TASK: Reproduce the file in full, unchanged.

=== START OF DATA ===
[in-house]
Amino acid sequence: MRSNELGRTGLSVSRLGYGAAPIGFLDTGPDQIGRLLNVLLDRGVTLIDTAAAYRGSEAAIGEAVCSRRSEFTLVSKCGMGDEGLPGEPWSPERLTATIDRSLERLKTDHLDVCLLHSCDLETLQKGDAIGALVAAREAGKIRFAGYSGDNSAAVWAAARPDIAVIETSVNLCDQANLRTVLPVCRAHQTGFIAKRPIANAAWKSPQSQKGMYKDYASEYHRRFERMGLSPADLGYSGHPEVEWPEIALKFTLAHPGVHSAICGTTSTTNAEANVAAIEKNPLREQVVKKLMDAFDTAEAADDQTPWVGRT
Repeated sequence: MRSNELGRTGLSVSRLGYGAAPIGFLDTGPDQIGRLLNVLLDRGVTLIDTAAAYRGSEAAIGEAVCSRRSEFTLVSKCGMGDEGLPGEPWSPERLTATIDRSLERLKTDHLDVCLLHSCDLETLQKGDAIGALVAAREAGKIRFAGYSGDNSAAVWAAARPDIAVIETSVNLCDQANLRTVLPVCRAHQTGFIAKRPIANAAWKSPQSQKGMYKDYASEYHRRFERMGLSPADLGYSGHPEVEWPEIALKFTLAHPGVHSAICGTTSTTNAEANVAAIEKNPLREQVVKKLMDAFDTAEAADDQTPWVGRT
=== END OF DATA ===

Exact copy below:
[in-house]
Amino acid sequence: MRSNELGRTGLSVSRLGYGAAPIGFLDTGPDQIGRLLNVLLDRGVTLIDTAAAYRGSEAAIGEAVCSRRSEFTLVSKCGMGDEGLPGEPWSPERLTATIDRSLERLKTDHLDVCLLHSCDLETLQKGDAIGALVAAREAGKIRFAGYSGDNSAAVWAAARPDIAVIETSVNLCDQANLRTVLPVCRAHQTGFIAKRPIANAAWKSPQSQKGMYKDYASEYHRRFERMGLSPADLGYSGHPEVEWPEIALKFTLAHPGVHSAICGTTSTTNAEANVAAIEKNPLREQVVKKLMDAFDTAEAADDQTPWVGRT
Repeated sequence: MRSNELGRTGLSVSRLGYGAAPIGFLDTGPDQIGRLLNVLLDRGVTLIDTAAAYRGSEAAIGEAVCSRRSEFTLVSKCGMGDEGLPGEPWSPERLTATIDRSLERLKTDHLDVCLLHSCDLETLQKGDAIGALVAAREAGKIRFAGYSGDNSAAVWAAARPDIAVIETSVNLCDQANLRTVLPVCRAHQTGFIAKRPIANAAWKSPQSQKGMYKDYASEYHRRFERMGLSPADLGYSGHPEVEWPEIALKFTLAHPGVHSAICGTTSTTNAEANVAAIEKNPLREQVVKKLMDAFDTAEAADDQTPWVGRT